high interest rates, reduction of demand by the home market,
lack of market opportunities abroad and rather a low level of
processing technology.


Agricultural production co-operatives

This kind of co-operative organization was not known in Poland
until 1949, when they began to be imposed on farmers by the
Communist Party and the State authorities.  The idea of
socialization of private agriculture through agricultural
production co-operatives (APCs) collapsed in 1956. 
Nevertheless, in 1988 there were 2,089 APCs with over 190,000
members, who belonged to over 155,000 families.  They
cultivated 3.6% of the country's arable land.

In 1990 there was a decrease in land cultivated by APCs to
about 662,000 hectares, i.e. to 3.52% of arable land.  The
number of employees dropped to 155,500, the number of members
to 146,000.

Just over half of these co-operatives act only in the sphere
of agricultural production.  Most of the land they cultivate
was assigned to them by the State; about 90% of members were
formerly agricultural workers with no land of their own.  A
negligible part of the land is legally the property of
co-operative members who were, in the past, compelled to give
it up for co-operative use.  The remaining APCs are
specialized co-operatives which started to operate in 1975. 
They affiliate individual farmers, who remain private owners
of their land and cultivate it individually, only producing a
minority of products collectively.  Since the liberalization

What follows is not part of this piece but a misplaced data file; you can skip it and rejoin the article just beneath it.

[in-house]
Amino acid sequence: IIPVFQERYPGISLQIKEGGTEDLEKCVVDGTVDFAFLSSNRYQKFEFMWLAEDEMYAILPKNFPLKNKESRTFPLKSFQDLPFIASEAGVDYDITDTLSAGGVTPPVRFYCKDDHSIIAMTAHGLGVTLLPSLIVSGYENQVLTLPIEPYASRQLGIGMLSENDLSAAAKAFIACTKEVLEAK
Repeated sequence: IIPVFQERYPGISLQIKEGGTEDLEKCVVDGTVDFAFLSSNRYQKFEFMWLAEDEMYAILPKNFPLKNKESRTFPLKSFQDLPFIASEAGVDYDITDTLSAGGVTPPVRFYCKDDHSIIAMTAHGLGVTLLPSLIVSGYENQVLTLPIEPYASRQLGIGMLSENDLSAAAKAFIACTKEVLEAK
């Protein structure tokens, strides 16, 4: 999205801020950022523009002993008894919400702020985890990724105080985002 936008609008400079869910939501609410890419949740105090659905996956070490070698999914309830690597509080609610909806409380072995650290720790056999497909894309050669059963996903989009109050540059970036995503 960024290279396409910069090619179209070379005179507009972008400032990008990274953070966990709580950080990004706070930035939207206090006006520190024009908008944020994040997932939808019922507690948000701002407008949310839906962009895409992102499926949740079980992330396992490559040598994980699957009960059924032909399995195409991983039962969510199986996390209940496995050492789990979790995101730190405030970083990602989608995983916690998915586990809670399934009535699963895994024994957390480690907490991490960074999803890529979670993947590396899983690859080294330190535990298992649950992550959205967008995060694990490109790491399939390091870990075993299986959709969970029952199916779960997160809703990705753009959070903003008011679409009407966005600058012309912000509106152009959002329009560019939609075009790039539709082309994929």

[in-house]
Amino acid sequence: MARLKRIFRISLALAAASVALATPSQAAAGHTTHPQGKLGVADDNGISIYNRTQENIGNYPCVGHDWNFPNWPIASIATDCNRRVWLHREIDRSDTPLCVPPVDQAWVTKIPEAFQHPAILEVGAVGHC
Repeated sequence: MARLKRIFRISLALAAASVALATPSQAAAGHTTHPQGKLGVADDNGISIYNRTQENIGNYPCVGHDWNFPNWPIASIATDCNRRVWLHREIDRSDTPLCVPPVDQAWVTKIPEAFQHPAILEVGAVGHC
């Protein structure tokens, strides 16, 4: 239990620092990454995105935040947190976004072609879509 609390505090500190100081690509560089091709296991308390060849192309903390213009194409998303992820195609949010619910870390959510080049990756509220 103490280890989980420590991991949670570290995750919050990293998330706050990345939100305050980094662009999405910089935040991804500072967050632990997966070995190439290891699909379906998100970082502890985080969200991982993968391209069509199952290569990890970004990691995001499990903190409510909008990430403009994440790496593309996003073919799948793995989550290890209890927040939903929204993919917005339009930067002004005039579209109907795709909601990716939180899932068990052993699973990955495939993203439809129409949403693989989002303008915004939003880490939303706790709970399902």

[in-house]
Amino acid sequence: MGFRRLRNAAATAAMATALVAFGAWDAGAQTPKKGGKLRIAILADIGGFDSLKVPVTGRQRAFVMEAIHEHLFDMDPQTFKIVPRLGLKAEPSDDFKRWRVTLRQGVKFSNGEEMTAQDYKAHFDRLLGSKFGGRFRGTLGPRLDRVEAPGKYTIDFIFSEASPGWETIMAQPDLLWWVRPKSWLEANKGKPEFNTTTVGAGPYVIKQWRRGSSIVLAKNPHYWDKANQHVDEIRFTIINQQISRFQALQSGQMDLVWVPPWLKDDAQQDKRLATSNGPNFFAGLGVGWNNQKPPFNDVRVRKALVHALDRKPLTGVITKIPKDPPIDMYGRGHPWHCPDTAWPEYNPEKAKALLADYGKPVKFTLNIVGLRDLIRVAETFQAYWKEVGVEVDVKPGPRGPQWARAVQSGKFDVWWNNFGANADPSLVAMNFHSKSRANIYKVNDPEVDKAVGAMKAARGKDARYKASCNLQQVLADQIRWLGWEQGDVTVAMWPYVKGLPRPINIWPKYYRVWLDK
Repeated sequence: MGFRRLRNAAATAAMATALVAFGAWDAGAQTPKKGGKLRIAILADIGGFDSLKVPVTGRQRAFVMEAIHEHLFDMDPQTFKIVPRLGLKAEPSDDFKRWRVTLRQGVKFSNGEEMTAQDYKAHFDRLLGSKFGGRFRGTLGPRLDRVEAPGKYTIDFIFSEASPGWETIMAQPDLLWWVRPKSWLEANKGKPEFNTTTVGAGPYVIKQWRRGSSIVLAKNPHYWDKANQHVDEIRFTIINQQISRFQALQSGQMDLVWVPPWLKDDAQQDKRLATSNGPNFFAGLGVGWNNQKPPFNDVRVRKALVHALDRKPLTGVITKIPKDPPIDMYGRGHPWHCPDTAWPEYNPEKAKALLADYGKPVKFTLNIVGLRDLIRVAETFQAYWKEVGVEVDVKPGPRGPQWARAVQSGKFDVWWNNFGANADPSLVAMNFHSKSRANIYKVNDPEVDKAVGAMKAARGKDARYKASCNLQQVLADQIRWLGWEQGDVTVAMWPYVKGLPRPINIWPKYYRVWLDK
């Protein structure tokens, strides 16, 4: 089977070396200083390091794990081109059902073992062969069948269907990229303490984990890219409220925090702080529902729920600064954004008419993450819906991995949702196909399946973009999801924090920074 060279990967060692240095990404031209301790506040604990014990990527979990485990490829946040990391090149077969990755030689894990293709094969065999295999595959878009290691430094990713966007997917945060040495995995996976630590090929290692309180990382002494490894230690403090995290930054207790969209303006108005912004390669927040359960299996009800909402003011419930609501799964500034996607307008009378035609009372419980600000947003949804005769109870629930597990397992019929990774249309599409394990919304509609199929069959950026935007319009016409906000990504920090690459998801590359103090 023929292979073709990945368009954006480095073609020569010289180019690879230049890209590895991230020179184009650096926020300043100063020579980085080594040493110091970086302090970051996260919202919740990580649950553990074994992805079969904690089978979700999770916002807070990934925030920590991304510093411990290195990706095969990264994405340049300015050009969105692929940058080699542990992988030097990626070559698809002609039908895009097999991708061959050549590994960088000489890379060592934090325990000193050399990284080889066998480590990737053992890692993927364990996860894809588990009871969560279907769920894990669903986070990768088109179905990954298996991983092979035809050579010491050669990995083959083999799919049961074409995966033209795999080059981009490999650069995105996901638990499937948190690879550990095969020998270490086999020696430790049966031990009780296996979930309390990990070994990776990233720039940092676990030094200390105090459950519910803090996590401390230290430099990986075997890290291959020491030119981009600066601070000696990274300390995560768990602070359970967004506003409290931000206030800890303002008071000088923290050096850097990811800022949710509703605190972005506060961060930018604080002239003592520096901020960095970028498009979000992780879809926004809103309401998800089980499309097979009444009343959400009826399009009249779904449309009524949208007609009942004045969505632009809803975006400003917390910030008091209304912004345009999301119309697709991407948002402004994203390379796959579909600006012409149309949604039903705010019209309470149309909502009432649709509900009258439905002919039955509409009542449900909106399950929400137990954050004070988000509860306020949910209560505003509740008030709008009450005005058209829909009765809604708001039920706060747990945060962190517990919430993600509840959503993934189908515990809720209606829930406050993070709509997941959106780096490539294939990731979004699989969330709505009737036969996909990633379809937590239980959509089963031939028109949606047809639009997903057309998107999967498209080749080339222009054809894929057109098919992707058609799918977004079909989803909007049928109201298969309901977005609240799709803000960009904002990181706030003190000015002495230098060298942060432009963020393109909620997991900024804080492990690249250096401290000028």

of legal regulations in the mid-1970s, several economic
activities, not necessarily connected with agriculture, have
been performed by both types of APC.  This made it possible to
use most of the work time which could not otherwise be
utilized for productive purposes, thus improving the
co-operatives" profitability.

In the period between the end of 1989 and the end of 1991
about 200 APCs went into liquidation.  At the end of June,
1992 165 co-operatives lost their credit rating.  So far,
however, this seems to be connected less with the poor
economic viability of this type of co-operative (which is
suggested by some agricultural economists) than with the
critical situation of Polish agriculture as such.

Increasing levels of collaboration between co-operative
members and management, with the aim of sustaining their
co-operatives, was noted.  The main reason seems to be the
fear of losing jobs in case of liquidation. In spite of some
pessimism among APC leadership (40% of existing APCs declared
their economic situation as bad, and 30% think that bankruptcy
is imminent) it seems that agricultural production